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April 21, 2012
Inside The Park Blog
In 2010, the Rays had a league-average bullpen according to 2010 VORP data, but they allowed Rafael Soriano, Joaquin Benoit, Grant Balfour, Randy Choate, Chad Qualls, and Dan Wheeler to depart for free agency after the season, opting to instead rebuild the bullpen on the cheap. The complete restoration of the bullpen led to much consternation in the area, yet the remodeled relief corps finished 2011 with the 12th-most value in all of baseball. The Rays made fewer changes to the bullpen for 2012, bringing in ground-ball specialist Burke Badenhop and the much-maligned Fernando Rodney to the returning mix of Kyle Farnsworth, Joel Peralta, Jake McGee, J.P. Howell, and Brandon Gomes. To say that the 2012 bullpen is off to a slow start would be a bit of an understatement.
The standard pitching metrics pull no punches; Tampa Bay's bullpen ERA sits at an uncomfortable 8.49 on the season, which is more than two full runs worse than the more documented Red Sox bullpen. FIP is not much kinder, as the 4.78 FIP puts the pen as the fourth-worst in baseball behind the Red Sox, Mariners, and Cubs. The bullpen is not at full strength; Kyle Farnsworth has been on the disabled list since the start of the season, which has forced Maddon to alter his approach. Maddon is a non-linear thinker, but he has admitted to liking the comfort knowing what roles are in the pen so he can script how innings will play out ahead of time.
The bullpen has allowed 33 earned runs in 35 innings of work, but the distribution of those runs is anything but even. Josh Lueke and Dane De La Rosa are two of the pitchers the team has used to fill Farnsworth's roster spot in the pen, and both are already back in Durham after working an inning each in the back-to-back blowout losses to Boston. Ideally, neither would have ever been up, but the recently-promoted Gomes was recovering from off-season back surgery and working to rebuild his velocity in the minor leagues. Both Lueke and De La Rosa were used in the lowest-leverage situations, and neither was effective by any measure. Those two pitchers are responsible for 36 percent of the runs allowed by the Rays bullpen this season, as well as 27 percent of the hits allowed. The struggles led to Gomes being recalled a bit earlier than planned, and he, too, has struggled; he has permitted six of the eight batters he has faced to reach base since he was called up last weekend.
Lost in what has gone poorly for the Rays is what has gone right. Last night was the first game in which the bullpen failed to hold a lead in the final three innings of a game. There have been 18 instances in which the Rays entered one of the final three innings with a lead or tied, and the relievers in those innings have ensured the team left those innings as they began 15 times. Simply put, the lion's share of the damage has come when the bullpen has made deficits grow past a point the offense can make up.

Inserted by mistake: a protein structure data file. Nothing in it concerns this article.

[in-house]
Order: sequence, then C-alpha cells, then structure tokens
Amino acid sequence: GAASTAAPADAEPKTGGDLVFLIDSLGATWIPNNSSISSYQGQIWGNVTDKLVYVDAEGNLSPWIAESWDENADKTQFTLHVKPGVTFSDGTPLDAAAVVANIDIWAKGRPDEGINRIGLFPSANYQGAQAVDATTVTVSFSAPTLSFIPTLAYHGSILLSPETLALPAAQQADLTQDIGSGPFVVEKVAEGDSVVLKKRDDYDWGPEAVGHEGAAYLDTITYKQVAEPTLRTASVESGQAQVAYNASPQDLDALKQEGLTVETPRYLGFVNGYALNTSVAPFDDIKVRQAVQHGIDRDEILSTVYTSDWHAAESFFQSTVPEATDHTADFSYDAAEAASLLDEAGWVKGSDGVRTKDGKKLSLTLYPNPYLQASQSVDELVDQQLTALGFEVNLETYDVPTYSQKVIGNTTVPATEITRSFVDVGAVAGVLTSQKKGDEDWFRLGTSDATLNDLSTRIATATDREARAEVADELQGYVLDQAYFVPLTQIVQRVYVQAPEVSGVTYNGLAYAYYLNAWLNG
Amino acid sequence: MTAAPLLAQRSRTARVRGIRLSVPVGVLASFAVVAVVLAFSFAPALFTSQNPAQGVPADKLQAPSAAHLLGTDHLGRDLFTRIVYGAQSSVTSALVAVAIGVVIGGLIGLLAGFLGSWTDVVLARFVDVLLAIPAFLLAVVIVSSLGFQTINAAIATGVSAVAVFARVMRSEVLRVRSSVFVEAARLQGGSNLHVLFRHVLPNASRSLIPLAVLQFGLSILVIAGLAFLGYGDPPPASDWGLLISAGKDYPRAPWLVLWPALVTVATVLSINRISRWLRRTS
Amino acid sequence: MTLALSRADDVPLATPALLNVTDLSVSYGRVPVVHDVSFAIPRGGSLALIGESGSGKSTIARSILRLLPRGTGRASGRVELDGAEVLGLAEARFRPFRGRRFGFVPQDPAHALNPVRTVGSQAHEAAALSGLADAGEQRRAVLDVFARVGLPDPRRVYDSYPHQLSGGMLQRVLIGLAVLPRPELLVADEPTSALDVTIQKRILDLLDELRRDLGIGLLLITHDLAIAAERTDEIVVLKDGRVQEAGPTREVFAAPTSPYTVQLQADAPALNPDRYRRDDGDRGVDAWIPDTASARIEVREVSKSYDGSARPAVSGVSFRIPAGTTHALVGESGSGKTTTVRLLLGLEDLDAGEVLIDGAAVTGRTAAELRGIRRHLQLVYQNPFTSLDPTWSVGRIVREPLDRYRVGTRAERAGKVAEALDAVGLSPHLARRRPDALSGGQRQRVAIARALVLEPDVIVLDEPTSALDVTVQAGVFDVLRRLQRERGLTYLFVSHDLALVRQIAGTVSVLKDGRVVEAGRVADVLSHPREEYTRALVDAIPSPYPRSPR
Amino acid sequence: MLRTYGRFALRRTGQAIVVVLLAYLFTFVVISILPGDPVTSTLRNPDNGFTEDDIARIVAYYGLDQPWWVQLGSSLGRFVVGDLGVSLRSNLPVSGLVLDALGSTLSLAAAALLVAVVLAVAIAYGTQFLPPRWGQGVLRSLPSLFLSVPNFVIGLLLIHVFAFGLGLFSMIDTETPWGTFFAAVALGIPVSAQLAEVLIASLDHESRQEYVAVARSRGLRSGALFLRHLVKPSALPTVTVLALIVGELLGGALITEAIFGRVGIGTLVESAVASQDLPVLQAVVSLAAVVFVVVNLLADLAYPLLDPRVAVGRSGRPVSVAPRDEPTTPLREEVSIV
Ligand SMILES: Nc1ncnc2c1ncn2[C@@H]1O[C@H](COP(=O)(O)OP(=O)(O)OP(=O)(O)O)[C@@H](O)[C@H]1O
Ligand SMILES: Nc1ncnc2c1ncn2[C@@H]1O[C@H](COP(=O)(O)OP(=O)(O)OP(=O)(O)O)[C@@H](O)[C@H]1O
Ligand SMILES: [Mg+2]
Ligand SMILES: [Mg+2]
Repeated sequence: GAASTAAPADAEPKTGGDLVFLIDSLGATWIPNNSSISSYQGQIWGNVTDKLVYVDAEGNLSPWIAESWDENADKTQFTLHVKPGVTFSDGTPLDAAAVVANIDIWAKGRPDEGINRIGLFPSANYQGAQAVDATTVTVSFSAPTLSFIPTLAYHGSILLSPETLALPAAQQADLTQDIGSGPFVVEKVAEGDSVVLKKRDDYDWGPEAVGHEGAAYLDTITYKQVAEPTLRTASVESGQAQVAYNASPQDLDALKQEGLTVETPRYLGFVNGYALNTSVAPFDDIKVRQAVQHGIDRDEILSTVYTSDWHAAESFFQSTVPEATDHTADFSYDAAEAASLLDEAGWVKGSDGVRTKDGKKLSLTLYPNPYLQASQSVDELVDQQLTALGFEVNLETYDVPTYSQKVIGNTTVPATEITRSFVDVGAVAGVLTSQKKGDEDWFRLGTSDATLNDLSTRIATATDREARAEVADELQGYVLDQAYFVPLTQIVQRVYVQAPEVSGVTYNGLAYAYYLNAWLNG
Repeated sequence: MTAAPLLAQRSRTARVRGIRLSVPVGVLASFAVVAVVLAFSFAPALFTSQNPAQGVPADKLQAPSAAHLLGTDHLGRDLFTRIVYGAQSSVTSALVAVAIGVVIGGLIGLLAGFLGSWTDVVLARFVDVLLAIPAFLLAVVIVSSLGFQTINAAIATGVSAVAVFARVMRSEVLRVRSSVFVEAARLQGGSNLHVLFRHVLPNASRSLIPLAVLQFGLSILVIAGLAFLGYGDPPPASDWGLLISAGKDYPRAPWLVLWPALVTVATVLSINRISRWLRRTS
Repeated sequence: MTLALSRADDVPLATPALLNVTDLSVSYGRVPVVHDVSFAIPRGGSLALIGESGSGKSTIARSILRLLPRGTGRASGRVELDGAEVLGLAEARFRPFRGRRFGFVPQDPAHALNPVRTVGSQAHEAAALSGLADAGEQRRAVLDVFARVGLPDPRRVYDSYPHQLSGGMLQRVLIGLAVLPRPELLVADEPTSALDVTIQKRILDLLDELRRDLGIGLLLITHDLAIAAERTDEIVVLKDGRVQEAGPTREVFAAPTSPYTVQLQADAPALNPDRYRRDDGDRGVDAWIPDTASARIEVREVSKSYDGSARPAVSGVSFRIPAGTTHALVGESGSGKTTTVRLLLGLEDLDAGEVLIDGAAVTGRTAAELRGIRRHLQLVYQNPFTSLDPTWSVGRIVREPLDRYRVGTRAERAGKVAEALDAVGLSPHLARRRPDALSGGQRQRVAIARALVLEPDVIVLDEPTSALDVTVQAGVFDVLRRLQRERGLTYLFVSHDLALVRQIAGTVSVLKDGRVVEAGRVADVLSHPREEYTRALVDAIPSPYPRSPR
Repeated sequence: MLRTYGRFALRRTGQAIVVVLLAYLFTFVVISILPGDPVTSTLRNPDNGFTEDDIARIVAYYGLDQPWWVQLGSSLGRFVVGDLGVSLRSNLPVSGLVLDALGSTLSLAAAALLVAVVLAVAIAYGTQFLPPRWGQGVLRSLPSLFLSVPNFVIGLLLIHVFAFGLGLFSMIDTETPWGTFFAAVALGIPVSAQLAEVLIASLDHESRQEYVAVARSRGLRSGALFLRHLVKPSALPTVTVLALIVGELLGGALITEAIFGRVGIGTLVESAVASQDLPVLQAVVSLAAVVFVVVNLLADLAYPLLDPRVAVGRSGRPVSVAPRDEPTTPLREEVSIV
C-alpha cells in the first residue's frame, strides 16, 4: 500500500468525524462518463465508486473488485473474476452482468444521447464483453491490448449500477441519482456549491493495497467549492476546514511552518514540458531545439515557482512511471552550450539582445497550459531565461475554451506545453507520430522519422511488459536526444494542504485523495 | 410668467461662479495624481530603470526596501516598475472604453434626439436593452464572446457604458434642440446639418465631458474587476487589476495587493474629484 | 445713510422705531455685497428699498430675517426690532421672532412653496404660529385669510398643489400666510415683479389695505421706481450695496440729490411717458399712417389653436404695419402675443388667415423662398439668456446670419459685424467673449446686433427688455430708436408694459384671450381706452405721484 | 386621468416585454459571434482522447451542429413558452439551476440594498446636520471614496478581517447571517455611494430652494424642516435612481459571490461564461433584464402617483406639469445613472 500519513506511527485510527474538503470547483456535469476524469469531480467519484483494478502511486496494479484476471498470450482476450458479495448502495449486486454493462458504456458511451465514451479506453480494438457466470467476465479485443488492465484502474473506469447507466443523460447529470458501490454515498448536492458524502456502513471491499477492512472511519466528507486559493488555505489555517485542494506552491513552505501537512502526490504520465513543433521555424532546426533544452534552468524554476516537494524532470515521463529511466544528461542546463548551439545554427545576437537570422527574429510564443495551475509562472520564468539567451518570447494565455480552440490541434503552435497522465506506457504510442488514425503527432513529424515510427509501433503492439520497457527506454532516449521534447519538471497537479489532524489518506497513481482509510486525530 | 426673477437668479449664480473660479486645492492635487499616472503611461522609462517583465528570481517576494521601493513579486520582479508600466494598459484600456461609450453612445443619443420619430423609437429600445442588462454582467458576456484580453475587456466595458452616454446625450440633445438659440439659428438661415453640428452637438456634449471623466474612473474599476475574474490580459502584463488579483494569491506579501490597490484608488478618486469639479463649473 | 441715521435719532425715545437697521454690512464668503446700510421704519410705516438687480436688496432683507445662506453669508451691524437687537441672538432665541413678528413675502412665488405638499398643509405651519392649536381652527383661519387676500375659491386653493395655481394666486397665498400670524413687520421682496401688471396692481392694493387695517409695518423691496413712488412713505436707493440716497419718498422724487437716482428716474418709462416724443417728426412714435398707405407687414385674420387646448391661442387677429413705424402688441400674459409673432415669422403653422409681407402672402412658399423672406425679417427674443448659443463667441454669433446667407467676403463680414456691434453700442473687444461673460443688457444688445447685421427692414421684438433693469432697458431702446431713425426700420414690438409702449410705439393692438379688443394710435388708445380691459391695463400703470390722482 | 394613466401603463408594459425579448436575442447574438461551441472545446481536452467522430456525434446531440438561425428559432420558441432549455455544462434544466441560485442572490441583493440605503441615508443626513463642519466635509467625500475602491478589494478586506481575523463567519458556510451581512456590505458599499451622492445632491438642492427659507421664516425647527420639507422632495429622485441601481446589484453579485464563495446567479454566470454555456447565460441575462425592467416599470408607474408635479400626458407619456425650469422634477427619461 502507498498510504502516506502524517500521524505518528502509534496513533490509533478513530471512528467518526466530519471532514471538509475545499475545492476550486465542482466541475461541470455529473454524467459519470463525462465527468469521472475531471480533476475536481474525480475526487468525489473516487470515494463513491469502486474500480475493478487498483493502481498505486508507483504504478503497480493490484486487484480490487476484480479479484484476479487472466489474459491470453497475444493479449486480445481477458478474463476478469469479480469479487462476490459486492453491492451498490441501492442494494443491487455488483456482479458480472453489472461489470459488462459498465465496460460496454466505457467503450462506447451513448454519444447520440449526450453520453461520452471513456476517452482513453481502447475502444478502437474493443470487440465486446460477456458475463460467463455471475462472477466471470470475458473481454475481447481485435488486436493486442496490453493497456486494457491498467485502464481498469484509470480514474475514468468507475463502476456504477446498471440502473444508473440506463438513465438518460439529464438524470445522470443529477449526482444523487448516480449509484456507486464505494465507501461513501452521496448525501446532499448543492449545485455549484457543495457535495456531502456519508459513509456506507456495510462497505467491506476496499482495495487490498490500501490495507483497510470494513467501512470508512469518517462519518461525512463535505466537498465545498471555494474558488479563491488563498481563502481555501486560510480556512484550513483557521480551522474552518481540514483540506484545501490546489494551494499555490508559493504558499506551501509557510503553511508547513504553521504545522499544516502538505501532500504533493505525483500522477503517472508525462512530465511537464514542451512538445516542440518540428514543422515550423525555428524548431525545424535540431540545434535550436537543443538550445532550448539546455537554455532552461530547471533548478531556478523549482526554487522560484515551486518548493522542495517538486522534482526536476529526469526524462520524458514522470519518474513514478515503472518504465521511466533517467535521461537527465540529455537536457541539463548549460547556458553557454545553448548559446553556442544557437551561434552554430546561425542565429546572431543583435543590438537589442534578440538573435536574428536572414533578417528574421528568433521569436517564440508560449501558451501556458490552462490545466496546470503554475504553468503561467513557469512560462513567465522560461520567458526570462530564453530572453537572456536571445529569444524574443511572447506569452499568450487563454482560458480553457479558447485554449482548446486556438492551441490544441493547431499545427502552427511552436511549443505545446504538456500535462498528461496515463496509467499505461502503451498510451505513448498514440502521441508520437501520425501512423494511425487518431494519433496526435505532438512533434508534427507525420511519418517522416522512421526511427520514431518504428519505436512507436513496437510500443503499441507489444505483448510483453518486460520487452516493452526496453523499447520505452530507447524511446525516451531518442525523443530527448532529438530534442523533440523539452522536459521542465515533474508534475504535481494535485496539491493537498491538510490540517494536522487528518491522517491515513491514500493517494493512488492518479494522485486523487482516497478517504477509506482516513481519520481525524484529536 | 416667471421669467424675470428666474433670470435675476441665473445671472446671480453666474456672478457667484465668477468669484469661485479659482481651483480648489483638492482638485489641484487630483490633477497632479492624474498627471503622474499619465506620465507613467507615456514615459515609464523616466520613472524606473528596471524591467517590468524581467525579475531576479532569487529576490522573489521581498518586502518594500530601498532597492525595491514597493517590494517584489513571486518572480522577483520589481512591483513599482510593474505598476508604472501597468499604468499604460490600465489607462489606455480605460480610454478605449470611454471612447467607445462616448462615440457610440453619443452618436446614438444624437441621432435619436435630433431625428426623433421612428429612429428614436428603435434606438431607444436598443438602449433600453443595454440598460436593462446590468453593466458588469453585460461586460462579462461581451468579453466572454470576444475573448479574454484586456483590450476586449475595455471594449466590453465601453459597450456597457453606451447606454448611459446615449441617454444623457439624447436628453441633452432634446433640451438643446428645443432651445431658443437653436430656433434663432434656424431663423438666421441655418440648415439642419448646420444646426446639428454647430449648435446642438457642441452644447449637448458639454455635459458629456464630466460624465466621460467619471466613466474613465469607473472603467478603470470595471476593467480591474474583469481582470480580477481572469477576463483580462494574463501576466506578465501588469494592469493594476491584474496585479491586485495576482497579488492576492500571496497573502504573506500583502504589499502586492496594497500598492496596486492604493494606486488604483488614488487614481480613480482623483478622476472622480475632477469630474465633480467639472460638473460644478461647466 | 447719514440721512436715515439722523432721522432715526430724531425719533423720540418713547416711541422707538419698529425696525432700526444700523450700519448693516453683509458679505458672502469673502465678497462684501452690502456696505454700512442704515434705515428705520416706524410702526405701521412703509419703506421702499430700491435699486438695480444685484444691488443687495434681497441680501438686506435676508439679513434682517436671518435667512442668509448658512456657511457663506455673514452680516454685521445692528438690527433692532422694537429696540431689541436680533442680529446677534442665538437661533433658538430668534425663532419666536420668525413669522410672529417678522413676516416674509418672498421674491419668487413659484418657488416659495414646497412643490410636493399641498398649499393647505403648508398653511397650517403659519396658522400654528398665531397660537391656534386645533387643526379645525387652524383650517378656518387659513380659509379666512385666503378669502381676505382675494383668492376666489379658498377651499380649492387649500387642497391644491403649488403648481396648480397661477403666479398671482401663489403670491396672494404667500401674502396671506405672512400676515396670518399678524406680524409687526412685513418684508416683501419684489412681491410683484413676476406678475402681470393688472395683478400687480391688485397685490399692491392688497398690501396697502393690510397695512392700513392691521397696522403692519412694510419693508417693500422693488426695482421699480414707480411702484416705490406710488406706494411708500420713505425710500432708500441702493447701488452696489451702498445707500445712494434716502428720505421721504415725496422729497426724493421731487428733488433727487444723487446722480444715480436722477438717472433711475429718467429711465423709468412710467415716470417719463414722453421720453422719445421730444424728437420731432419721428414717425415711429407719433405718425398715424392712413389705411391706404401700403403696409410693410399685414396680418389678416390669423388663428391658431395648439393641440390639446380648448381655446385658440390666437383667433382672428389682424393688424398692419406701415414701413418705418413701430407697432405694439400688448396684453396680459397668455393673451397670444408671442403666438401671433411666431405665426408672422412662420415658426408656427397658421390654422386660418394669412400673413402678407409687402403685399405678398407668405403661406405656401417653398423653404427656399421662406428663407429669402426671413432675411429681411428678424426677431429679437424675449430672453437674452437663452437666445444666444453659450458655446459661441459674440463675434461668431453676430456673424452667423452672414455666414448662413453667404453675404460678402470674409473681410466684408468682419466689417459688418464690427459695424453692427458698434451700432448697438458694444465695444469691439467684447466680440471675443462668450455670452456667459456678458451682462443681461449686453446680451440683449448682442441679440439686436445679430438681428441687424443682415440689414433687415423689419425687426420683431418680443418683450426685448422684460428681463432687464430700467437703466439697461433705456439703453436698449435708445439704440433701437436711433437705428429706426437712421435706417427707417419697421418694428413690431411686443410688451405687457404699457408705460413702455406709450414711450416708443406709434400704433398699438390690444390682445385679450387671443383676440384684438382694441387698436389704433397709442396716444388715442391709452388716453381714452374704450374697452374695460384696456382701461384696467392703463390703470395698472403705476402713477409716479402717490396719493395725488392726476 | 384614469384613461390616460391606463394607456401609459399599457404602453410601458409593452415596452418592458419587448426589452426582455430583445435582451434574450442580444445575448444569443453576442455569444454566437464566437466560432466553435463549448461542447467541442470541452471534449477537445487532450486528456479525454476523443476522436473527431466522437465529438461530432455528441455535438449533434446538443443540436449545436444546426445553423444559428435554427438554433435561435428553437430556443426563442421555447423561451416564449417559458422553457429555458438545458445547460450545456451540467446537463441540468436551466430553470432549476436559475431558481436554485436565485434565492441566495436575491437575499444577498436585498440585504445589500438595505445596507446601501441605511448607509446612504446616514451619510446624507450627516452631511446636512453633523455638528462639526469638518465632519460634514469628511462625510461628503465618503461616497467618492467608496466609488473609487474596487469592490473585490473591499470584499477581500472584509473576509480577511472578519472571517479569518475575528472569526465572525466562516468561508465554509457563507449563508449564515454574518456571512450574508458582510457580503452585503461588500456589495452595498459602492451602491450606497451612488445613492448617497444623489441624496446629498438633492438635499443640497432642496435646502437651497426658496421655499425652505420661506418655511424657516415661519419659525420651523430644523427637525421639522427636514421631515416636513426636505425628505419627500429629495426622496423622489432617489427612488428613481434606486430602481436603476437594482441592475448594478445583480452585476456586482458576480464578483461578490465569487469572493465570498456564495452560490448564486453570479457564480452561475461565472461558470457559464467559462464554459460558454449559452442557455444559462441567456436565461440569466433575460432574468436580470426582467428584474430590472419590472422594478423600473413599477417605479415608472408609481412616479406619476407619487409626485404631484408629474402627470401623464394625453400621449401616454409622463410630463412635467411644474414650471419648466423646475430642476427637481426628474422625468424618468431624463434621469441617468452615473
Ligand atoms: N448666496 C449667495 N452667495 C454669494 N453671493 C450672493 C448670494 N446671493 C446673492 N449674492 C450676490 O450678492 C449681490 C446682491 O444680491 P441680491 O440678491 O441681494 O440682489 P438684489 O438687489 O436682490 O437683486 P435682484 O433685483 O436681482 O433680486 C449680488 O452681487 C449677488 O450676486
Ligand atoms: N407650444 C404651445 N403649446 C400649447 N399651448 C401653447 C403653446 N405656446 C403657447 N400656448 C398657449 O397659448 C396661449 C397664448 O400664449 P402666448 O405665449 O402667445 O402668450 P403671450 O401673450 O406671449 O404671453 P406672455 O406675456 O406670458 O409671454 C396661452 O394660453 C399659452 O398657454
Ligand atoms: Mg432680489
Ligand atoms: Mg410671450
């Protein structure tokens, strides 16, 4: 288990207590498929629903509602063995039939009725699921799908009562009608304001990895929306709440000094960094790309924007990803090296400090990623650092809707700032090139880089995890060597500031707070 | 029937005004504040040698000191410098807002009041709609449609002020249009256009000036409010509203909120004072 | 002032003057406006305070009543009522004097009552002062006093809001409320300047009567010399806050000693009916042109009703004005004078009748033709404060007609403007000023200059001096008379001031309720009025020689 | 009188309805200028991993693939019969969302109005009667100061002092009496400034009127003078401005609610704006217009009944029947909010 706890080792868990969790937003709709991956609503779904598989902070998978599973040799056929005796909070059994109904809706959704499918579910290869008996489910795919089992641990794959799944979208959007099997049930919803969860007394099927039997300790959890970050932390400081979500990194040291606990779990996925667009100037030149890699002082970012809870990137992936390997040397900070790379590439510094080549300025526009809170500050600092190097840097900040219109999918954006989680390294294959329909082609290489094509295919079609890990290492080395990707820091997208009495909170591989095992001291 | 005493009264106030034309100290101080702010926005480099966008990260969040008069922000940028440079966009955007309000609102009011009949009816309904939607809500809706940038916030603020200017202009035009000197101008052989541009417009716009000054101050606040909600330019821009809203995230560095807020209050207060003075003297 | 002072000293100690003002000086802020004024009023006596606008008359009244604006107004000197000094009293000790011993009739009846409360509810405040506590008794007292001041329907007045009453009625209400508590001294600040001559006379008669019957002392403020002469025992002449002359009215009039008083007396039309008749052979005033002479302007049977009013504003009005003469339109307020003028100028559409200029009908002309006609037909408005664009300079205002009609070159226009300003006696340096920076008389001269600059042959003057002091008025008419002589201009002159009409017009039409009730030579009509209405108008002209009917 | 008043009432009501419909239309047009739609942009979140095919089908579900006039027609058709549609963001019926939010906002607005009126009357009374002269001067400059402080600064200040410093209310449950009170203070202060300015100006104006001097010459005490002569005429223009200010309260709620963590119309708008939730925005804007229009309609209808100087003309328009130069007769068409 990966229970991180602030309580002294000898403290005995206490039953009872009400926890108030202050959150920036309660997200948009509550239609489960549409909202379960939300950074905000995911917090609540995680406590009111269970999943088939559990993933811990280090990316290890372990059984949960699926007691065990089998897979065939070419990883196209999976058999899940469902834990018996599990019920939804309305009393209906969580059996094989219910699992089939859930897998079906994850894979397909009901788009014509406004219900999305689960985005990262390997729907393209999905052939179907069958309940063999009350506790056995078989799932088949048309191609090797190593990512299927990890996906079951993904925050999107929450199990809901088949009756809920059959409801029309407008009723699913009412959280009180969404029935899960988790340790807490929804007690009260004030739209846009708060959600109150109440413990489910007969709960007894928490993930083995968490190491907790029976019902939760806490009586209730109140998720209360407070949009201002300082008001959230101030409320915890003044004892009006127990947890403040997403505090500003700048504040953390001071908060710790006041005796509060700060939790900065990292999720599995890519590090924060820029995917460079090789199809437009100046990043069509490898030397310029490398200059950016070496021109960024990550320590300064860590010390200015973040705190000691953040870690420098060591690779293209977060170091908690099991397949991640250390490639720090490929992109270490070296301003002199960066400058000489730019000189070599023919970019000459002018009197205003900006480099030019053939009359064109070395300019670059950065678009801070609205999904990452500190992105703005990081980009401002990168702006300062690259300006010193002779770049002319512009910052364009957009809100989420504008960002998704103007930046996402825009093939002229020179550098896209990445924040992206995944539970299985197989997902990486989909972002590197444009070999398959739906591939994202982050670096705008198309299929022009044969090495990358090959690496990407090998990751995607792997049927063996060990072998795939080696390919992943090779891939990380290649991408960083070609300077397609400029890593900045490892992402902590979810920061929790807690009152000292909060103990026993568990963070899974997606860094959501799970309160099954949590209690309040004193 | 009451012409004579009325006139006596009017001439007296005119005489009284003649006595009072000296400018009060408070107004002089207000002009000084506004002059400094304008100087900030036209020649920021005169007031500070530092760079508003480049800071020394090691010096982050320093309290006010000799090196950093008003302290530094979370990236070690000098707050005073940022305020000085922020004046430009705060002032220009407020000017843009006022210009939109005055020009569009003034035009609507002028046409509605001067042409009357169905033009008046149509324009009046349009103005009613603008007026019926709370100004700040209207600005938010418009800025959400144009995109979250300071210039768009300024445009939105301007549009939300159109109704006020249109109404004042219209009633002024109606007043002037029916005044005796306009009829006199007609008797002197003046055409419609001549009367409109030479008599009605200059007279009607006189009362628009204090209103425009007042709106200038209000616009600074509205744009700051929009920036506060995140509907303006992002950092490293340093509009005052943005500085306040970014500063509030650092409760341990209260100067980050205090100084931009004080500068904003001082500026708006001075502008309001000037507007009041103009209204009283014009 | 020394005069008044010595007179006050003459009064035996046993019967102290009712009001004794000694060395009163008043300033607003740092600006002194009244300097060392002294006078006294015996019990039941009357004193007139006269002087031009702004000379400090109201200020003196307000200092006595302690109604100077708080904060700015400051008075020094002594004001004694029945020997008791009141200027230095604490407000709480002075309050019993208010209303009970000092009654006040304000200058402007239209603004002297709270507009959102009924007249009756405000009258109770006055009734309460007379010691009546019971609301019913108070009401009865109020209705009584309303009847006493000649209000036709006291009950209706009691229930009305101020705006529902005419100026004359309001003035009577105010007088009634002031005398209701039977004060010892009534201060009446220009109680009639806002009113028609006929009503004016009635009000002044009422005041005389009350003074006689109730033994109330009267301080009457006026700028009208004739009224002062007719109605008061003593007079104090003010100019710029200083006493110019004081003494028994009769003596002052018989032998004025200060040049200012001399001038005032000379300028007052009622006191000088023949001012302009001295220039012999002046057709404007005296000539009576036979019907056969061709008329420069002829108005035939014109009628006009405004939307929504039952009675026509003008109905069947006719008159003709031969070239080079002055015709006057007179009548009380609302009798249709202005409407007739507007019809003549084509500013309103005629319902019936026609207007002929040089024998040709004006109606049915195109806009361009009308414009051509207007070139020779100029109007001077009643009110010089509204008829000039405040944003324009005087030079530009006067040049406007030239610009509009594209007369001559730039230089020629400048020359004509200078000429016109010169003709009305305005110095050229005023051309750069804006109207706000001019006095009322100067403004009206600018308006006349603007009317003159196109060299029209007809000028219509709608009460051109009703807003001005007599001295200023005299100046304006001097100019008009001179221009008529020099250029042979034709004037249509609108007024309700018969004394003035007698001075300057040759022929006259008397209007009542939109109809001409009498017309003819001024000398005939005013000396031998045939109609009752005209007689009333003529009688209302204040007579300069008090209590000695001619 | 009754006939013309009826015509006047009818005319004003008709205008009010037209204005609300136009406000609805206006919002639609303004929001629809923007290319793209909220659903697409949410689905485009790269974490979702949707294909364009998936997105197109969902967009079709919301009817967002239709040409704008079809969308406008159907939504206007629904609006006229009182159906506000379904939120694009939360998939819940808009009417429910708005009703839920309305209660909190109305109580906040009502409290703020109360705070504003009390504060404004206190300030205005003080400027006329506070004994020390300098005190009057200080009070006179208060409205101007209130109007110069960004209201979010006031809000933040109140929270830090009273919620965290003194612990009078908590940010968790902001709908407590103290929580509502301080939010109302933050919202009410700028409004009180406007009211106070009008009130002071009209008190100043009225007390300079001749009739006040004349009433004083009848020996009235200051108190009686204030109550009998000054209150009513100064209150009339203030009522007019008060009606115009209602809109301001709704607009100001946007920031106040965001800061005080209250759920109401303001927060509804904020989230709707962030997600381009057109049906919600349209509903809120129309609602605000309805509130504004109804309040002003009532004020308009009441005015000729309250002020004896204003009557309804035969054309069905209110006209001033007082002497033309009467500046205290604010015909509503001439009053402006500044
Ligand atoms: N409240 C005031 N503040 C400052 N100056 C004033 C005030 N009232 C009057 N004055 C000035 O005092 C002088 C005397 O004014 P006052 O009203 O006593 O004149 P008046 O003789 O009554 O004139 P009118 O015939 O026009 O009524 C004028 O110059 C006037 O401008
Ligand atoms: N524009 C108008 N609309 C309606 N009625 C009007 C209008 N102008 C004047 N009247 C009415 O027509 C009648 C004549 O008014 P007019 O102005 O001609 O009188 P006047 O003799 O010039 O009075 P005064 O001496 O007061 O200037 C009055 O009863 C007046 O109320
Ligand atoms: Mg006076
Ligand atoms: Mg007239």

Fernando Rodney's surprise dominance in the late innings (he has already racked up a win and four saves in his first seven appearances) has been a positive, as has Wade Davis' transformation into a bulldog when Maddon brings him in as a reliever. Davis never made a relief appearance in his professional career until this season, but his current five-to-one strikeout-to-walk rate and his velocity to date are better than when he was a starter.
Some audio clips for your enjoyment:
One of the theories about the bullpen struggles is that the Rays' starting pitching has not gone deep enough into games and have, in essence, overexposed a team weakness. Through the first 14 games of 2011, the Rays' starters threw 87 innings. Through the first 14 games of 2012, the Rays' starters threw 85 innings. There goes that theory.
The game remains scoreless in the bottom of the sixth inning; Carl Pavano and James Shields have matched each other pitch for pitch throughout this contest. Both teams have squandered scoring opportunities, but the Twins' effort was the most egregious; they left the bases loaded in the top of the sixth as Justin Morneau hit a hard liner right into the glove of Evan Longoria, who was playing toward shortstop.
The Rays' fan base takes a lot of abuse for their apathetic support of the team, especially in the early months of the season. Tonight, 31,774 fans showed up for the game, which is the same total for the opening two games of this same series that was played 4/14-4/16 last year. A 65 percent spike in attendance is something to be praised as the team attempts to get over the two million mark for attendance after three straight seasons of declining totals.